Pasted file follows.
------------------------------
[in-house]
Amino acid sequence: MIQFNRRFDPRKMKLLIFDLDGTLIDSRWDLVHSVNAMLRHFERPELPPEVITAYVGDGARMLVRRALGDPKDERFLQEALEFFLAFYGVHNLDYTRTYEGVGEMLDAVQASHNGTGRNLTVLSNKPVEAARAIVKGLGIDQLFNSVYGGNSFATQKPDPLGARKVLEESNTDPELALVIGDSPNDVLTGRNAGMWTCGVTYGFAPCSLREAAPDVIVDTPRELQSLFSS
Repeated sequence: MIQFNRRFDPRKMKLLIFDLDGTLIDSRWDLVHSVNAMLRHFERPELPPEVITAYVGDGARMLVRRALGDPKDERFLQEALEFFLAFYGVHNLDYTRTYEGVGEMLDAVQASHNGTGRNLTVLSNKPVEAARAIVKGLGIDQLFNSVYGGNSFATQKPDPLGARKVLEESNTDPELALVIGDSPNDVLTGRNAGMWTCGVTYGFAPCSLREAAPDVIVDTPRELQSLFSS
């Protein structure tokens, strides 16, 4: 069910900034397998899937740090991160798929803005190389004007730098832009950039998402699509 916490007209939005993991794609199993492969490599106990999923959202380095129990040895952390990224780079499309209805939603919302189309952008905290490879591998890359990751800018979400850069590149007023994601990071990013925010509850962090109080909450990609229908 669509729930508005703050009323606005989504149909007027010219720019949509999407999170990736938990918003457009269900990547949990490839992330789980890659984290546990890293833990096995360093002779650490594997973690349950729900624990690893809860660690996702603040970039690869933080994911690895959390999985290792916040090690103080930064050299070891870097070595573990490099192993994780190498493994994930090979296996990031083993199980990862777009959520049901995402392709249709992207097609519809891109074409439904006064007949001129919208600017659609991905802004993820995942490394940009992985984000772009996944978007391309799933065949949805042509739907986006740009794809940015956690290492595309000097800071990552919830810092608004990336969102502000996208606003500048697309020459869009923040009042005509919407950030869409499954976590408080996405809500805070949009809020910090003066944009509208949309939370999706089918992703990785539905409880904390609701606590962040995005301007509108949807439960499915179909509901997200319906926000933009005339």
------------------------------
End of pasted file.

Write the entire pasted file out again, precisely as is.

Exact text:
[in-house]
Amino acid sequence: MIQFNRRFDPRKMKLLIFDLDGTLIDSRWDLVHSVNAMLRHFERPELPPEVITAYVGDGARMLVRRALGDPKDERFLQEALEFFLAFYGVHNLDYTRTYEGVGEMLDAVQASHNGTGRNLTVLSNKPVEAARAIVKGLGIDQLFNSVYGGNSFATQKPDPLGARKVLEESNTDPELALVIGDSPNDVLTGRNAGMWTCGVTYGFAPCSLREAAPDVIVDTPRELQSLFSS
Repeated sequence: MIQFNRRFDPRKMKLLIFDLDGTLIDSRWDLVHSVNAMLRHFERPELPPEVITAYVGDGARMLVRRALGDPKDERFLQEALEFFLAFYGVHNLDYTRTYEGVGEMLDAVQASHNGTGRNLTVLSNKPVEAARAIVKGLGIDQLFNSVYGGNSFATQKPDPLGARKVLEESNTDPELALVIGDSPNDVLTGRNAGMWTCGVTYGFAPCSLREAAPDVIVDTPRELQSLFSS
């Protein structure tokens, strides 16, 4: 069910900034397998899937740090991160798929803005190389004007730098832009950039998402699509 916490007209939005993991794609199993492969490599106990999923959202380095129990040895952390990224780079499309209805939603919302189309952008905290490879591998890359990751800018979400850069590149007023994601990071990013925010509850962090109080909450990609229908 669509729930508005703050009323606005989504149909007027010219720019949509999407999170990736938990918003457009269900990547949990490839992330789980890659984290546990890293833990096995360093002779650490594997973690349950729900624990690893809860660690996702603040970039690869933080994911690895959390999985290792916040090690103080930064050299070891870097070595573990490099192993994780190498493994994930090979296996990031083993199980990862777009959520049901995402392709249709992207097609519809891109074409439904006064007949001129919208600017659609991905802004993820995942490394940009992985984000772009996944978007391309799933065949949805042509739907986006740009794809940015956690290492595309000097800071990552919830810092608004990336969102502000996208606003500048697309020459869009923040009042005509919407950030869409499954976590408080996405809500805070949009809020910090003066944009509208949309939370999706089918992703990785539905409880904390609701606590962040995005301007509108949807439960499915179909509901997200319906926000933009005339």